If your business has limited capital and manpower, social media can provide a cost-effective means for getting your message out to promote your brand with the right audience.
At the goal line
Thoughts and opinions on sales, marketing, social media, digital content, technology and social business.
This guide is intended to help you maximize your time at an event or conference where there is a multitude of speakers and other engagements, by harnessing the power of social media and navigating these events with Twitter.
"What's in it for me?" or better known as The WIIFM Factor is the value proposition that you offer to your target audience to persuade them that your product or service is worth their time. All too often, even the most experienced marketers neglect to convey this value proposition to their prospective customers, which therefore results in slow or stagnant sales. To really create that spark of interest and set your brand apart from all of the other marketing messages that consumers are bombarded with daily, you need to address a true need that your customer is faced with.
Writers Digest suggests that in the world of social media, the concept of WIIFM is often forgotten with push marketing efforts that offer little value to the target audience. In order to implement a successful social media marketing strategy, brands need to use their online social media pages to first cultivate strong relationships with their followers before asking for any favors. Just like in a sales call, you will be more successful if you take the time to warm up and build trust with your client first before going into your sale pitch.
An example of a brand that really embraces The WIIFM Factor is Apple. If you look at all of their marketing efforts, everything is aimed at outlining the key benefits of the technology to the everyday user. While they could easily go off on a tangent about how incredible the speed of the processor is on the iPhone 5, they keep it simple and avoid using any technical jargon that could turn off their prospective customers.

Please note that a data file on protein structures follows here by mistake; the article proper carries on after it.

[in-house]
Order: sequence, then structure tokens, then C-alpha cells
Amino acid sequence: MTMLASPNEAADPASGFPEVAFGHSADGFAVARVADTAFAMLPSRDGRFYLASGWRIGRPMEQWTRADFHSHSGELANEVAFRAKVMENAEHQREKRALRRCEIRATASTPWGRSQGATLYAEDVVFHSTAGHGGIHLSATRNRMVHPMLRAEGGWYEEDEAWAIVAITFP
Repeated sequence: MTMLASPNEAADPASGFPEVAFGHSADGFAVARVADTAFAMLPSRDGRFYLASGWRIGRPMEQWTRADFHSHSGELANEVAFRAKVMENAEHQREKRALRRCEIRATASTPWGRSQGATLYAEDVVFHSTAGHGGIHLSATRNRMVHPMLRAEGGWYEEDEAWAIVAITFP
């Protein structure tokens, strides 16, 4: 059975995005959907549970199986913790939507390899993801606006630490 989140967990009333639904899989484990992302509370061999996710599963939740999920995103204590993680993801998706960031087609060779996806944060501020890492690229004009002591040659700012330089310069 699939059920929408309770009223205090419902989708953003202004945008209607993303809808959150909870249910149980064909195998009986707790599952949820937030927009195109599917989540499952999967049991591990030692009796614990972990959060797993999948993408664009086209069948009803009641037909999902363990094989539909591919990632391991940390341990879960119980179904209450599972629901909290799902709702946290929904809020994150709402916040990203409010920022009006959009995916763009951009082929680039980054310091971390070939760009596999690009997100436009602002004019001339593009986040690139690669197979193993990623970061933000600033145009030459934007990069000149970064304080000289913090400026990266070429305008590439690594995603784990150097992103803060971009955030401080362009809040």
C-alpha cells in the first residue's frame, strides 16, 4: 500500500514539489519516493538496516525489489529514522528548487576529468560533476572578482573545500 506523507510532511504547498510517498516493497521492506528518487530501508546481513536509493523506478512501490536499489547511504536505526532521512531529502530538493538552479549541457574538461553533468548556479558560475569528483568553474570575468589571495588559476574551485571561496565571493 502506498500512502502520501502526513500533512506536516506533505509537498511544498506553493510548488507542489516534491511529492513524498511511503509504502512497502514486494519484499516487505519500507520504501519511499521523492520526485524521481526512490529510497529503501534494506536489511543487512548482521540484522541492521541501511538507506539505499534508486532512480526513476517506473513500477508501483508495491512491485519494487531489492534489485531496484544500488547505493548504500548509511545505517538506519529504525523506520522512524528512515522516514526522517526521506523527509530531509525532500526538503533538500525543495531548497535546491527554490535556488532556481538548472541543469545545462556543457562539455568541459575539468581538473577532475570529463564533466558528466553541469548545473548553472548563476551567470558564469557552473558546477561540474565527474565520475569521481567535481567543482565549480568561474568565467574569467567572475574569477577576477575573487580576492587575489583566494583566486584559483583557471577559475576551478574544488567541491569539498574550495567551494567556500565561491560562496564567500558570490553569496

On the other hand, brands that address product features versus benefits or neglect to highlight the significance of the product to the user and how it will be helpful in everyday life are at risk of losing the attention of their target audiences. We won't offer up any names, but we bet you can easily think of a few brands that would fall into this category.
To successfully implement The WIIFM Factor in your own marketing efforts via social media, here is what your social media pages should communicate to your online visitors:
So you've got Shakespearean-quality blog posts, with the humor of Foxworthy and the surprise of Copperfield. Unfortunately none of that matters however if nobody ever sees it. To get people to read your blog it takes work, because let's face it—there are 164 million blogs, and 124 million people reading them. That's 1.3 people to read your blog. Challenge accepted? Fantastic.
In our recent Website Audit Part 1 post we discussed why your business website is so important today and the why you should do an annual website audit.
Many of our customers and prospects are still wrestling with social media for their businesses; this, despite all the media attention around it, despite their colleagues, employees, customers and prospects connecting with them via Linkedin, or receiving a friend request on Facebook or hearing about Twitter’s new found status of breaking news, and President Obama and the Pope now communicating to their audiences using their personal Twitter accounts. Some of our business customers and prospects do not understand the buzz around social media.
Traditional marketing has generally been a one-way communication, whereby companies decided what products they wanted to make and sell, what the brand message would be, and how they would deliver their message to their target audience.
The Internet, social media, and online communities have dramatically transformed communication between buyer and seller. Consumers now have access to a variety of tools, channels, information, opinions, and peer groups. As a result, the traditional one-way communication has evolved into a two-way conversation, forever shifting how companies communicate with their target audiences and the influence that consumers now carry in the marketplace.